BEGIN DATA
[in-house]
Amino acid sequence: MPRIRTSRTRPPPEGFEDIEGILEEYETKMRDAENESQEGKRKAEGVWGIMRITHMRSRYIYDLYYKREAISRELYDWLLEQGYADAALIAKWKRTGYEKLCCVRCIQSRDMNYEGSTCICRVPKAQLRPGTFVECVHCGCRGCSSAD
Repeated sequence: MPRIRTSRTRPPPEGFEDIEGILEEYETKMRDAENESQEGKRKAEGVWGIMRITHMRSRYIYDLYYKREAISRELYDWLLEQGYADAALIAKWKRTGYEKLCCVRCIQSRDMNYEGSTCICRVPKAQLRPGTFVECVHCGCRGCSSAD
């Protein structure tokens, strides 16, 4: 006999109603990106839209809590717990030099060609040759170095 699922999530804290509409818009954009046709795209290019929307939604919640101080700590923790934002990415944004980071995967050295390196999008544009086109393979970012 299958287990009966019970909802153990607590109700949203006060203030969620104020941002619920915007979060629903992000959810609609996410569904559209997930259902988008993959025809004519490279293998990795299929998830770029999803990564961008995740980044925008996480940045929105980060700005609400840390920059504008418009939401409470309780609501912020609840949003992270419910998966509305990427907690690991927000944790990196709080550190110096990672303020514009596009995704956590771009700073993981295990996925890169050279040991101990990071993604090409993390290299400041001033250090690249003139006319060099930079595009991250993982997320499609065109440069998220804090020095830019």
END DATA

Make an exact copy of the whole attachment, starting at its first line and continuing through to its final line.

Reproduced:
[in-house]
Amino acid sequence: MPRIRTSRTRPPPEGFEDIEGILEEYETKMRDAENESQEGKRKAEGVWGIMRITHMRSRYIYDLYYKREAISRELYDWLLEQGYADAALIAKWKRTGYEKLCCVRCIQSRDMNYEGSTCICRVPKAQLRPGTFVECVHCGCRGCSSAD
Repeated sequence: MPRIRTSRTRPPPEGFEDIEGILEEYETKMRDAENESQEGKRKAEGVWGIMRITHMRSRYIYDLYYKREAISRELYDWLLEQGYADAALIAKWKRTGYEKLCCVRCIQSRDMNYEGSTCICRVPKAQLRPGTFVECVHCGCRGCSSAD
């Protein structure tokens, strides 16, 4: 006999109603990106839209809590717990030099060609040759170095 699922999530804290509409818009954009046709795209290019929307939604919640101080700590923790934002990415944004980071995967050295390196999008544009086109393979970012 299958287990009966019970909802153990607590109700949203006060203030969620104020941002619920915007979060629903992000959810609609996410569904559209997930259902988008993959025809004519490279293998990795299929998830770029999803990564961008995740980044925008996480940045929105980060700005609400840390920059504008418009939401409470309780609501912020609840949003992270419910998966509305990427907690690991927000944790990196709080550190110096990672303020514009596009995704956590771009700073993981295990996925890169050279040991101990990071993604090409993390290299400041001033250090690249003139006319060099930079595009991250993982997320499609065109440069998220804090020095830019």